Anticipation is building ahead of this summer's WWDC 2019, the company's week-long developer conference, which will be held 3-7 June in San Jose, California. Tickets to the event are distributed by a lottery, although even lottery winners have to pay to attend.

In this article we explain how to get WWDC tickets, how the lottery works, and how much tickets cost.

The WWDC ticket lottery

Tickets to WWDC are distributed by lottery, but be warned that you still have to pay for the ticket if you win, and it's pretty expensive.

(Why a lottery? Back in 2012, all 5,000 WWDC tickets sold out within two hours of being released, and in 2013 it took just two minutes; many developers who missed out were far from happy. So in 2014 Apple adopted a new approach that it hoped would be fairer.)

The ticket lottery for WWDC 2019 has now opened, and developers can register here. It will remain open until 5pm PDT on 20 March, which is midnight for those of us in the UK.

Note that even if you miss out in the lottery, you can get into WWDC via the Scholarship programme, or by purchasing an unclaimed ticket.

How do I know if I've won a WWDC ticket?

Apple chooses successful applicants completely at random, and emails them within a day or so of registration closing. Unsuccessful hopefuls should expect an email from Apple that reads something like this:

"Dear Developer. Thank you for registering for the random selection process to attend WWDC 2019.

"Unfortunately, you were not selected to purchase a ticket. However, you can still take advantage of great WWDC content. We'll be posting session videos, slides, and sample code throughout the week for all Registered Apple Developers.

"We appreciate your support. Best regards, Apple Developer Program Support."

Hopefully you'll receive an email with a rather more positive message.

WWDC 2019 Scholarships

How to get WWDC 2019 tickets: Scholarships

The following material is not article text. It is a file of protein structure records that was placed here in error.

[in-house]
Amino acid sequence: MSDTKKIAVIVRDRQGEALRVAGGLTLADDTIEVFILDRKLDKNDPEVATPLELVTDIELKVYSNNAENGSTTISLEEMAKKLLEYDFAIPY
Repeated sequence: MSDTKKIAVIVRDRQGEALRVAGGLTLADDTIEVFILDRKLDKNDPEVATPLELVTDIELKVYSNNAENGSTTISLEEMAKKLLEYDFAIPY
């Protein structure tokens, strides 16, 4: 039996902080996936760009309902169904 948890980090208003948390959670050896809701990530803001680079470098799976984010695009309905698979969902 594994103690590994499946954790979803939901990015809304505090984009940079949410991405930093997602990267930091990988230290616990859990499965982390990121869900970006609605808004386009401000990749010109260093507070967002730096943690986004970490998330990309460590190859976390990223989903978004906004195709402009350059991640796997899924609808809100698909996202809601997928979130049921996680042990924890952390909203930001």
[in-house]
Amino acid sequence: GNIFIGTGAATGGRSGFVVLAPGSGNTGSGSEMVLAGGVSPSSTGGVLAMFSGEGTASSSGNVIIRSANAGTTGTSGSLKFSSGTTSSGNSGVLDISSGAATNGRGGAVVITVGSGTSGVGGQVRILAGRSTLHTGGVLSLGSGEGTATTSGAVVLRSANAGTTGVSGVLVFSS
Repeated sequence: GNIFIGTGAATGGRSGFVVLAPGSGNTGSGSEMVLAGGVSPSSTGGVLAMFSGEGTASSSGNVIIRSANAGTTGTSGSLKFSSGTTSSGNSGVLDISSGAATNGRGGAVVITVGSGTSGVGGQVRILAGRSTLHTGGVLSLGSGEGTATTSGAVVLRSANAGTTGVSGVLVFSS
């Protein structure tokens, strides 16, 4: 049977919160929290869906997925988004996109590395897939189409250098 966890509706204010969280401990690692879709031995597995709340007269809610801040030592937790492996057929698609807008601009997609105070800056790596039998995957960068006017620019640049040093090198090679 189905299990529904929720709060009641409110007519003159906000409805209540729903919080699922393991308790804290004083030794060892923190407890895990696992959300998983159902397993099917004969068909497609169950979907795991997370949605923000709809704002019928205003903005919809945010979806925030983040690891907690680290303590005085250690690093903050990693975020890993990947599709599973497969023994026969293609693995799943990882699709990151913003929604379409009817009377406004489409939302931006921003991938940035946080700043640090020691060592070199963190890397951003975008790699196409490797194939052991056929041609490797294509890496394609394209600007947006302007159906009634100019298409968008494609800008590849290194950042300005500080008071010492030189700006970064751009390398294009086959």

In addition to developer tickets, Apple also offers students and schoolchildren the chance to win a free ticket to the conference through the WWDC Scholarships scheme. "Your talent and enthusiasm could take you all the way to WWDC," the company says on its scholarships web page.

Submissions for the 2019 scholarships are open now and will remain open until 24 March at 5pm PDT or midnight in the UK.

To be eligible, you need to be 13 or older, registered as an Apple developer (which is free), and enrolled part-time or full-time in education or a member of an organisation that promotes the learning of science, technology, engineering or maths outside the standard school curriculum.

Most importantly, you have to create "a Swift playground to showcase your ingenuity, and answer a few questions with written responses". Submissions will be judged on the technical accomplishment and creativity of each applicant's playground.

Last year it was reported that scholarship winners started to be notified around 23 Apr. To find out more about Apple's WWDC Scholarships, click here. And for advice on getting started, see How to use Swift Playgrounds.

Unclaimed tickets

If you don't win in the ticket lottery or scholarship programme there's still one other way you can attend.

You might get the chance to buy an unclaimed ticket, so you should regularly check your inbox and Apple's WWDC microsite for updates.

If you were offered a ticket back in 2014, you needed to pay $1,599 (around £960) for the ticket by 15 April at 1am UK time. But some lottery winners didn't bother, and it was reported that some developers who'd missed out were offered the chance of buying an unclaimed ticket. It's even possible that some second-chance offers will be left unclaimed, opening up the opportunity for a 'round three'.

If you didn't get a ticket you can always watch the keynote livestream - we explain how to watch the WWDC keynote here.

WWDC ticket price

Those with WWDC Scholarships get to attend WWDC for free, but ticket lottery winners have to pay.

Apple has kept the same price for WWDC 2019 tickets as it has done for the past three years. They are $1,599 (around £1,200 at current exchange rates).